A US judge has extended a temporary order preventing the application of Texas’ law limiting drag performances.  

US District Court Judge David Hittner of the Southern District of Texas extended a temporary restrainer order for two weeks which prevents the enforcement of Senate Bill 12. 

Senate Bill 12, which restricts “sexually oriented performances” was set to go into effect on 1 September and was originally passed back in April.

Bill 12 aims to ban performances on public property where a performance will be viewed by attendees under the age of 18. 

Though the Bill’s text does not directly refer to drag performances, local politicians have previously described how the bill would target such activity.

Texas’ Lt. Gov. Dan Patrick previously said in a statement the bill would prohibit “sexualized performances and drag shows in the presence of a minor.”

Hittner first implemented the restraining order on 31 August and will expire either 14 days from the date of being issued or on a date set by the US District Court. 

“Today’s decision is another much-needed reprieve that prevents SB 12 from irreparably harming the rights and freedoms of all Texans, especially LGBTQIA+ Texans and the plaintiffs in this case,” ACLU (American Civil Liberties Union) of Texas attorney Brian Klosterboer said in a press release. “Drag is a form of artistic expression protected under the First Amendment with roots dating back millennia.”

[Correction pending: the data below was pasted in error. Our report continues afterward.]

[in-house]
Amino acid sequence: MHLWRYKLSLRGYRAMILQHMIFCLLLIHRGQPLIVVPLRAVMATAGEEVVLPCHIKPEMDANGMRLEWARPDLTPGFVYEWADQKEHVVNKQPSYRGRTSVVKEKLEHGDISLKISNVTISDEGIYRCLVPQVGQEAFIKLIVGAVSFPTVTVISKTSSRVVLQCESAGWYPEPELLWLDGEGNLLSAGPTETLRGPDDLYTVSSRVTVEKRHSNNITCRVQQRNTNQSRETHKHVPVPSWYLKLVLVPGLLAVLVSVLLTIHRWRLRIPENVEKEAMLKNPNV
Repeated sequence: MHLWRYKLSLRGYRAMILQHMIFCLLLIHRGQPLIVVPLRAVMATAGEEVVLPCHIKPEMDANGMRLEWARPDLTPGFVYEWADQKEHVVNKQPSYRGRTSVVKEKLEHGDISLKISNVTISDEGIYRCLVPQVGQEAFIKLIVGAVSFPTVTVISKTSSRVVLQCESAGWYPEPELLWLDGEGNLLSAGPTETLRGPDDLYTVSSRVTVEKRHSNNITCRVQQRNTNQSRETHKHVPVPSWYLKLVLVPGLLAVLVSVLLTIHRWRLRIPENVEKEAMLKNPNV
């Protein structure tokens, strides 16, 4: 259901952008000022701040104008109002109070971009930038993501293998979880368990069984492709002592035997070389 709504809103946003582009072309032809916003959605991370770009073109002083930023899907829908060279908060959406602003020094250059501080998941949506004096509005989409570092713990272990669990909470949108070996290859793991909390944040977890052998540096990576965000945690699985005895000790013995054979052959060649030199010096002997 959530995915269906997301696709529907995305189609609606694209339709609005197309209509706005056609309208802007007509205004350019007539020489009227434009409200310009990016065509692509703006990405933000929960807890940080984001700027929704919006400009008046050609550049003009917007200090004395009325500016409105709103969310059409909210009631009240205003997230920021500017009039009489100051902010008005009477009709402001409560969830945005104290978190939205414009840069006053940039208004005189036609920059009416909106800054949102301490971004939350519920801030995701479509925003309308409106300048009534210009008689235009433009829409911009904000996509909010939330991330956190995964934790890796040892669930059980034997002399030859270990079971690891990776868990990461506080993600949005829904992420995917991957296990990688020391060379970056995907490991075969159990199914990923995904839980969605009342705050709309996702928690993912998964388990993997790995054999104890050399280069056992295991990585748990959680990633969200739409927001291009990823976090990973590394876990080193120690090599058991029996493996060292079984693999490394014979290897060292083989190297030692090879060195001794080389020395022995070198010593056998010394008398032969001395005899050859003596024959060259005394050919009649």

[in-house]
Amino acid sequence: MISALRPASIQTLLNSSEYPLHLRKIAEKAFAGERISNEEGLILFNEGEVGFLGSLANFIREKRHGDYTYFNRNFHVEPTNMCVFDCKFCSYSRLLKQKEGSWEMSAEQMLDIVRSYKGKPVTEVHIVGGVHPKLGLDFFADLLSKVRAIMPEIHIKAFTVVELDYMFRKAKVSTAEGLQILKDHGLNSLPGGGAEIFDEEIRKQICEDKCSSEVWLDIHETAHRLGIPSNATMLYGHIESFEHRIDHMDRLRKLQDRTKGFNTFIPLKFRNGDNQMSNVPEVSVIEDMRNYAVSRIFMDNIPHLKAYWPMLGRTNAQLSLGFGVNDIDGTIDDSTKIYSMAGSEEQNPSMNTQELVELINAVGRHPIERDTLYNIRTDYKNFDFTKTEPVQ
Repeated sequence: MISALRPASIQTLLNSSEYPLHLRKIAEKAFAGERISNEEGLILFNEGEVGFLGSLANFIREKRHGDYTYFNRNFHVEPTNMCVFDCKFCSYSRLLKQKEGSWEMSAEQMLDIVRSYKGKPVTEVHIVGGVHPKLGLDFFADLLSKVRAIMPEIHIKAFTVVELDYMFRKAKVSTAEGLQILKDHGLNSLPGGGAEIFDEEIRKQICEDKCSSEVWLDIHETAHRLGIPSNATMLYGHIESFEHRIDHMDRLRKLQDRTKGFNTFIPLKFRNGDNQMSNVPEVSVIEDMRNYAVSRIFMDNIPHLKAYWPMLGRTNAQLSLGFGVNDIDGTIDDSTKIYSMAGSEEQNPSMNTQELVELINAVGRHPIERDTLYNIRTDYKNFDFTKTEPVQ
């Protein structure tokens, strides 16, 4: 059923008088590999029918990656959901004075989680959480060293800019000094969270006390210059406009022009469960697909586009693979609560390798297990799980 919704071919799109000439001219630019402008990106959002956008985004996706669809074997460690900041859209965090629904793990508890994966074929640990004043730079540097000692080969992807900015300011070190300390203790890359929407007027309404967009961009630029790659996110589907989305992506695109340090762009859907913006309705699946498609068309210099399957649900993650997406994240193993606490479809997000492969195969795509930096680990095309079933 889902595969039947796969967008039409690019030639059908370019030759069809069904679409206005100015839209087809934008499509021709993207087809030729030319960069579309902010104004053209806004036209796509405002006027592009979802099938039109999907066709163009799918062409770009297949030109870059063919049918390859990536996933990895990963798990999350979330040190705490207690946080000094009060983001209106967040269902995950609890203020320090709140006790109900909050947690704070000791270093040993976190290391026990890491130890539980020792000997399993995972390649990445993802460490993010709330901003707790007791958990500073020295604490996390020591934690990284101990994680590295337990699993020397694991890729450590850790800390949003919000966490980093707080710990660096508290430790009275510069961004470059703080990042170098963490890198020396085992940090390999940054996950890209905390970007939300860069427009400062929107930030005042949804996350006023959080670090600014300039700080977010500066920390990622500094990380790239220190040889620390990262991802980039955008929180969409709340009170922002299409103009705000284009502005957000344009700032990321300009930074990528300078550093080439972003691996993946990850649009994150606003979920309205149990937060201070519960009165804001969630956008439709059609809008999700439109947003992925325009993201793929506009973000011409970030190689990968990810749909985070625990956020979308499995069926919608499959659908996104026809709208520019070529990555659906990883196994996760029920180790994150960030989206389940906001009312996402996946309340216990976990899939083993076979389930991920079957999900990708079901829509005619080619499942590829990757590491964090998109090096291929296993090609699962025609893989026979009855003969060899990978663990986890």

Taking to Twitter (also known as X), ACLU of Texas tweeted in response to news of the extended block on the anti-drag ban: “This ban targeting LGBTQIA+ Texans would make our state less free, less fair, and less welcoming.”

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This is not the first time an anti-drag law has been blocked as US conservative seeks to enforce a crackdown on LGBTQIA+ expression. 

Bans, targeting drag shows, have been blocked in both Florida and Montana. Similarly, an anti-drag law in Tennesse which categorised drag performances as “adult entertainment” was struck down as it was deemed “unconstitutional”.